Lesson 3 – The Status of the Church (2) (Reading)

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Lesson 3 – The Status of the Church (2)

Ephesians 2:10 says, “For we are His workmanship.’’ The Greek word for workmanship, poiema, can also be translated masterpiece or poem. It conveys the thought of a piece of work that expresses its maker or author. The church is a poem! In the whole universe the church stands out as an expression of God’s wisdom; its design cannot be improved upon. It is like pleasant music or a lovely poem. What a matchless display of divine wisdom! Who can improve on this supreme handiwork of God!

God has made many things, but none of them is as dear, precious, valuable, and desirable as the church. The church is God’s masterpiece. Writers, composers, and artists often attempt to achieve a masterpiece, an outstanding work. God created the heavens and the earth, but neither the heavens nor the earth is God’s masterpiece. Likewise, God created man, but not even man is God’s masterpiece. Only one item of God’s work in this universe is His masterpiece, and this masterpiece is the church. As God’s masterpiece, the church is the Body of Christ, the fullness of the One who fills all in all. What could be a greater work than this? Furthermore, the church as God’s masterpiece is the corporate and universal new man (2:15). Because we see things from the side of the messed-up “kitchen’’ of the church life, we may not realize that the church is such a masterpiece.

The church is also the new man (Eph. 2:15; 4:24; Col. 3:10). There is a sense in which the whole human race is just one corporate man. All the different peoples on earth comprise this one man, who in the Scripture is called the old man or Adam. God at the beginning did not create two men, but only Adam. This one man was mankind. In Genesis 1:26-27 the whole human race was created. But on the cross, through Christ and in Him, God created another man, a new man! This man is also corporate; we are included in him. Adam was the old man; Christ with the church is the new man. This new man is not only Christ, but also the church. Christ is the Head of this universal man; the church is His Body.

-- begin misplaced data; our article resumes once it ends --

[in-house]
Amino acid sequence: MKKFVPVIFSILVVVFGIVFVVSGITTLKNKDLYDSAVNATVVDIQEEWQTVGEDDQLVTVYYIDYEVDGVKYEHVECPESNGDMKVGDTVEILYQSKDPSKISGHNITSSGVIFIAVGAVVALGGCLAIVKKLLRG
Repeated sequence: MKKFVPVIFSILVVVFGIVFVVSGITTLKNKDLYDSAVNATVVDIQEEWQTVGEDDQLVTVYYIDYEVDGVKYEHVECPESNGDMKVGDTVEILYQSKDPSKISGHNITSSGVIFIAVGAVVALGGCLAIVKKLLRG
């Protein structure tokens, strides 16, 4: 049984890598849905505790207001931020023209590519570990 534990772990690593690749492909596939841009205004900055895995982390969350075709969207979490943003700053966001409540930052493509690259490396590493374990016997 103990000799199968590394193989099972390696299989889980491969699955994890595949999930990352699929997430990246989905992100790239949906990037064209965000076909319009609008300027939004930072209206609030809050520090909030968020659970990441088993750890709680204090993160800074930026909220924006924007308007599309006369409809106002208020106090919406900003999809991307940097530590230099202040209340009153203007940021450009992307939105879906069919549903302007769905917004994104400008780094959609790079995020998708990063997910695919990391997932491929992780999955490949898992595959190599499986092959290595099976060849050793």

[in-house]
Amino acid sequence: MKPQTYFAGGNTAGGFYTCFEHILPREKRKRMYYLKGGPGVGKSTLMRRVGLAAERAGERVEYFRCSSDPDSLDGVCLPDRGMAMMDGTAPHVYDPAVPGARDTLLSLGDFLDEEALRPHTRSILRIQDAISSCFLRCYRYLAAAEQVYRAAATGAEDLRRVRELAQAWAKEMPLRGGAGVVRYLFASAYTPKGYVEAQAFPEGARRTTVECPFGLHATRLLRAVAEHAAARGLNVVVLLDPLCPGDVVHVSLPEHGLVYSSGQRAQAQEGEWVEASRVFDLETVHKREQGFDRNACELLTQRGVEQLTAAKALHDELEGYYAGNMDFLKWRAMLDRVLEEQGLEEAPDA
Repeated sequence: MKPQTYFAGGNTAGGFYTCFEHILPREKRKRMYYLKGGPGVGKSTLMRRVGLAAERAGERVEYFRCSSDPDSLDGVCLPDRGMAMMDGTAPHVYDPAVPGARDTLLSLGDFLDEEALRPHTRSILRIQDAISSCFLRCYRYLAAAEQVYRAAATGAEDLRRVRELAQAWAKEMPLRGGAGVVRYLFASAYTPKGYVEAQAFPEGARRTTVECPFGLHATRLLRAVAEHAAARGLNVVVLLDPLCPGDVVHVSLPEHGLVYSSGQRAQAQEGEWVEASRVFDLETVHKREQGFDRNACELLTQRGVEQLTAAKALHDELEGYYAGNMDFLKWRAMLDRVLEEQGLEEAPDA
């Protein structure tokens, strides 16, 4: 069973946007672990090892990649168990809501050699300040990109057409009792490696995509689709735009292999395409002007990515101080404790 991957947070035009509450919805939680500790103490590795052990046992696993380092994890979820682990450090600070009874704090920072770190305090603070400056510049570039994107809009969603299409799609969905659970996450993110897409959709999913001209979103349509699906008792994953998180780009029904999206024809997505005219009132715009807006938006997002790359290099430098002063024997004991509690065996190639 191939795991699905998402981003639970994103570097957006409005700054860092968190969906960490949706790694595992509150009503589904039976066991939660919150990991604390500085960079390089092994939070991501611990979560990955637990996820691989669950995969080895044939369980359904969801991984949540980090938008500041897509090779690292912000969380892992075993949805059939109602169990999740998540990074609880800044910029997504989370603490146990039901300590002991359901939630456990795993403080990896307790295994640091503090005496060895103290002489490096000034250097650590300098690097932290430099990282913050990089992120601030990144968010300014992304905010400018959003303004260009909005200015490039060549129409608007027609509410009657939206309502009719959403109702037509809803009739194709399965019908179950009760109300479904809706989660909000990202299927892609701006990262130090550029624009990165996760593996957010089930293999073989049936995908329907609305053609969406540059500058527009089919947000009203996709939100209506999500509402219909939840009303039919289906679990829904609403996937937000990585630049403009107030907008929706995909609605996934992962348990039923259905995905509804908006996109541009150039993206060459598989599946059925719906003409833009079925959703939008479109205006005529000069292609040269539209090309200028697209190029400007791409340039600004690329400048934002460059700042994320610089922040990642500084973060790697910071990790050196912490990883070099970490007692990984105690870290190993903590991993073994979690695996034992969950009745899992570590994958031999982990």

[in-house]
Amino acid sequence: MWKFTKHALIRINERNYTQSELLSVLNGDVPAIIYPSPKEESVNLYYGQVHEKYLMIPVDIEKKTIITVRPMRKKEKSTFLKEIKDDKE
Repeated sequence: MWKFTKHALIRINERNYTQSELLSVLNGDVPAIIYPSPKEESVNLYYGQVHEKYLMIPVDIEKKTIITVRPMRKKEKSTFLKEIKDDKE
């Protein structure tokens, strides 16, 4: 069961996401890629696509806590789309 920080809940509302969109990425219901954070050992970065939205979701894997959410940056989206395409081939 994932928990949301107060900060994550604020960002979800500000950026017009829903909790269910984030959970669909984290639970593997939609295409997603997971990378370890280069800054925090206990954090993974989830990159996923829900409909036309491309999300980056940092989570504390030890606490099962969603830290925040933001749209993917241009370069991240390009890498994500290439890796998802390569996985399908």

Ephesians 2:15 says that Christ through the cross “abolished in His flesh the law of the commandments in ordinances, that He might create the two in Himself into one new man.’’ Then in Ephesians 4:22-24 we are told to put off the old man and to put on the new man. This new man is the Body of Christ. To put on the new man means to live a life by the Body. Before our salvation we were living in the old man, in the old society, but now we are members of Christ, living in His Body. We should put off the old man with the old social life, and we should put on the new man, the church.

God’s creation of man in Genesis 1 is a picture of the new man in God’s new creation. This means that the old creation is a figure, a type, of the new creation. In God’s old creation the central character is man. It is the same in God’s new creation. Therefore, in both the old creation and the new creation man is the center. God created man in His own image (Gen. 1:26) and then gave man His dominion. Image is for expression. God wants man to be His expression. Dominion, however, is a matter not of expression but of representation. God wants man to represent Him in His authority for His dominion. In the old creation man was created to have God’s image to express Him and also to have His dominion to represent Him.

In his exhortation in Ephesians 5:22-33, Paul presents the church as the counterpart of Christ. This reveals that the church is actually a part of Christ, for the church comes out of Christ and is unto Christ, just as Eve came out of Adam and was unto Adam (Gen. 2:21-23).